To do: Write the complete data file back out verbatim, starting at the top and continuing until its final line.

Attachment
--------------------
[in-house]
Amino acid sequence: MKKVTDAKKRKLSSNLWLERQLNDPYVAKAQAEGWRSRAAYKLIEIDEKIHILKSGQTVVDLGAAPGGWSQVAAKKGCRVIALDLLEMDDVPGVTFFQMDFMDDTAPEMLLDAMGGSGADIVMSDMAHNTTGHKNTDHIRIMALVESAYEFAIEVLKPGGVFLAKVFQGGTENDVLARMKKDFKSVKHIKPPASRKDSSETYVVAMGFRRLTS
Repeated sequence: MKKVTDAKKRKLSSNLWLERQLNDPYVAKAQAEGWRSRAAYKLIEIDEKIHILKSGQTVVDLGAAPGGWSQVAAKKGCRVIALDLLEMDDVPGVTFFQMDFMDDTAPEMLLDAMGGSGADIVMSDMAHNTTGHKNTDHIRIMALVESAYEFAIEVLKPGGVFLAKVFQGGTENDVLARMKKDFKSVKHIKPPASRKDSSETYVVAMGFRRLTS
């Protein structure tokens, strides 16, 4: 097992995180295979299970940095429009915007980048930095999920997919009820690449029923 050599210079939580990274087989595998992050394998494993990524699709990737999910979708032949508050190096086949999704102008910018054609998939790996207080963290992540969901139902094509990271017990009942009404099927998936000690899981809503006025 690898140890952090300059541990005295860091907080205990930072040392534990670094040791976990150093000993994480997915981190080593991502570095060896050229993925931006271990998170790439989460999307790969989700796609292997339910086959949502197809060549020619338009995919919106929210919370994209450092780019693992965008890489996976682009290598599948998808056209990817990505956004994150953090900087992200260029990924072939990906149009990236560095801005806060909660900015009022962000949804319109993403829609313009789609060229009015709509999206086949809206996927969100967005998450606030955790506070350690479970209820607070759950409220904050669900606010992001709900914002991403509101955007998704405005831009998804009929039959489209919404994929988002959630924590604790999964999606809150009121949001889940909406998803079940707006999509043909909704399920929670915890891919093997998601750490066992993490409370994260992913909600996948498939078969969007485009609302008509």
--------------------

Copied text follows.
[in-house]
Amino acid sequence: MKKVTDAKKRKLSSNLWLERQLNDPYVAKAQAEGWRSRAAYKLIEIDEKIHILKSGQTVVDLGAAPGGWSQVAAKKGCRVIALDLLEMDDVPGVTFFQMDFMDDTAPEMLLDAMGGSGADIVMSDMAHNTTGHKNTDHIRIMALVESAYEFAIEVLKPGGVFLAKVFQGGTENDVLARMKKDFKSVKHIKPPASRKDSSETYVVAMGFRRLTS
Repeated sequence: MKKVTDAKKRKLSSNLWLERQLNDPYVAKAQAEGWRSRAAYKLIEIDEKIHILKSGQTVVDLGAAPGGWSQVAAKKGCRVIALDLLEMDDVPGVTFFQMDFMDDTAPEMLLDAMGGSGADIVMSDMAHNTTGHKNTDHIRIMALVESAYEFAIEVLKPGGVFLAKVFQGGTENDVLARMKKDFKSVKHIKPPASRKDSSETYVVAMGFRRLTS
């Protein structure tokens, strides 16, 4: 097992995180295979299970940095429009915007980048930095999920997919009820690449029923 050599210079939580990274087989595998992050394998494993990524699709990737999910979708032949508050190096086949999704102008910018054609998939790996207080963290992540969901139902094509990271017990009942009404099927998936000690899981809503006025 690898140890952090300059541990005295860091907080205990930072040392534990670094040791976990150093000993994480997915981190080593991502570095060896050229993925931006271990998170790439989460999307790969989700796609292997339910086959949502197809060549020619338009995919919106929210919370994209450092780019693992965008890489996976682009290598599948998808056209990817990505956004994150953090900087992200260029990924072939990906149009990236560095801005806060909660900015009022962000949804319109993403829609313009789609060229009015709509999206086949809206996927969100967005998450606030955790506070350690479970209820607070759950409220904050669900606010992001709900914002991403509101955007998704405005831009998804009929039959489209919404994929988002959630924590604790999964999606809150009121949001889940909406998803079940707006999509043909909704399920929670915890891919093997998601750490066992993490409370994260992913909600996948498939078969969007485009609302008509």